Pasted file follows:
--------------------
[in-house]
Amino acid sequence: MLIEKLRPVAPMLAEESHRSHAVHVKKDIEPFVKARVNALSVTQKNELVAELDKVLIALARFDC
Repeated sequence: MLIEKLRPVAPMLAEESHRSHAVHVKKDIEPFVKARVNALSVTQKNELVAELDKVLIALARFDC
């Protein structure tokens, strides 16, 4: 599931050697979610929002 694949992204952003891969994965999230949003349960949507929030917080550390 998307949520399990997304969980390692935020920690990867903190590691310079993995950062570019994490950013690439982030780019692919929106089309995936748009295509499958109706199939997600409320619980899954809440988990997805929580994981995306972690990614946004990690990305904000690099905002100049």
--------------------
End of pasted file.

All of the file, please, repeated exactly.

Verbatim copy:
[in-house]
Amino acid sequence: MLIEKLRPVAPMLAEESHRSHAVHVKKDIEPFVKARVNALSVTQKNELVAELDKVLIALARFDC
Repeated sequence: MLIEKLRPVAPMLAEESHRSHAVHVKKDIEPFVKARVNALSVTQKNELVAELDKVLIALARFDC
């Protein structure tokens, strides 16, 4: 599931050697979610929002 694949992204952003891969994965999230949003349960949507929030917080550390 998307949520399990997304969980390692935020920690990867903190590691310079993995950062570019994490950013690439982030780019692919929106089309995936748009295509499958109706199939997600409320619980899954809440988990997805929580994981995306972690990614946004990690990305904000690099905002100049």